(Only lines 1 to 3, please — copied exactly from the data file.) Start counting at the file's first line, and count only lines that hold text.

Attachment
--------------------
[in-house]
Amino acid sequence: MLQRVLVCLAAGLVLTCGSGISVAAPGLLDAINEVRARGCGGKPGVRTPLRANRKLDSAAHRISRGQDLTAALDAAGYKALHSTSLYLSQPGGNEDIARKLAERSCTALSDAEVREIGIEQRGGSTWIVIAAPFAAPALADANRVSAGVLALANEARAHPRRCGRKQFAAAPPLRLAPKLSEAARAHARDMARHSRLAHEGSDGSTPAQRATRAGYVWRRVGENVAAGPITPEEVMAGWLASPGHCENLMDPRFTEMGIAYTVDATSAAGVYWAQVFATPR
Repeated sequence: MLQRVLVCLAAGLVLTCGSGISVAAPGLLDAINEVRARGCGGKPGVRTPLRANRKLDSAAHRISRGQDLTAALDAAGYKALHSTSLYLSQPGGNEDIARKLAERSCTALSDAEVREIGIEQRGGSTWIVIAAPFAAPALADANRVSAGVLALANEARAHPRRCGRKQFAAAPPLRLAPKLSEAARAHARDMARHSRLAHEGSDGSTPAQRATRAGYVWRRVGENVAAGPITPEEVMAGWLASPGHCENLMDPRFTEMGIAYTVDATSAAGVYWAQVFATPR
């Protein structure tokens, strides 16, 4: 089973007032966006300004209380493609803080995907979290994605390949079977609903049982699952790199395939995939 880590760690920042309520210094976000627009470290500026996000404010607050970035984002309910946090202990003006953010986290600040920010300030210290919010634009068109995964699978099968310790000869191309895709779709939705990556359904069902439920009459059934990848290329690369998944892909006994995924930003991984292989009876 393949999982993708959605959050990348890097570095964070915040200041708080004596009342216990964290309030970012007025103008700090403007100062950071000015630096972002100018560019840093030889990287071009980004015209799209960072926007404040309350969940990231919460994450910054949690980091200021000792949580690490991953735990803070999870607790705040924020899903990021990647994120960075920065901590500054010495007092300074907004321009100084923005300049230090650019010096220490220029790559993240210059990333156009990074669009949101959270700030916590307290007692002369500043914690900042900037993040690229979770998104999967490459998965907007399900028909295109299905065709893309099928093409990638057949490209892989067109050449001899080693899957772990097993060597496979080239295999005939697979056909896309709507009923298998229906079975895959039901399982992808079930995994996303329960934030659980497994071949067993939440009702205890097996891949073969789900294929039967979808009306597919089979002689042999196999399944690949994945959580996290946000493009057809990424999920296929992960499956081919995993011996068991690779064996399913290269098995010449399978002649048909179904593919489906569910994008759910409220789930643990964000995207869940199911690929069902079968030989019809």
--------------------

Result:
[in-house]
Amino acid sequence: MLQRVLVCLAAGLVLTCGSGISVAAPGLLDAINEVRARGCGGKPGVRTPLRANRKLDSAAHRISRGQDLTAALDAAGYKALHSTSLYLSQPGGNEDIARKLAERSCTALSDAEVREIGIEQRGGSTWIVIAAPFAAPALADANRVSAGVLALANEARAHPRRCGRKQFAAAPPLRLAPKLSEAARAHARDMARHSRLAHEGSDGSTPAQRATRAGYVWRRVGENVAAGPITPEEVMAGWLASPGHCENLMDPRFTEMGIAYTVDATSAAGVYWAQVFATPR
Repeated sequence: MLQRVLVCLAAGLVLTCGSGISVAAPGLLDAINEVRARGCGGKPGVRTPLRANRKLDSAAHRISRGQDLTAALDAAGYKALHSTSLYLSQPGGNEDIARKLAERSCTALSDAEVREIGIEQRGGSTWIVIAAPFAAPALADANRVSAGVLALANEARAHPRRCGRKQFAAAPPLRLAPKLSEAARAHARDMARHSRLAHEGSDGSTPAQRATRAGYVWRRVGENVAAGPITPEEVMAGWLASPGHCENLMDPRFTEMGIAYTVDATSAAGVYWAQVFATPR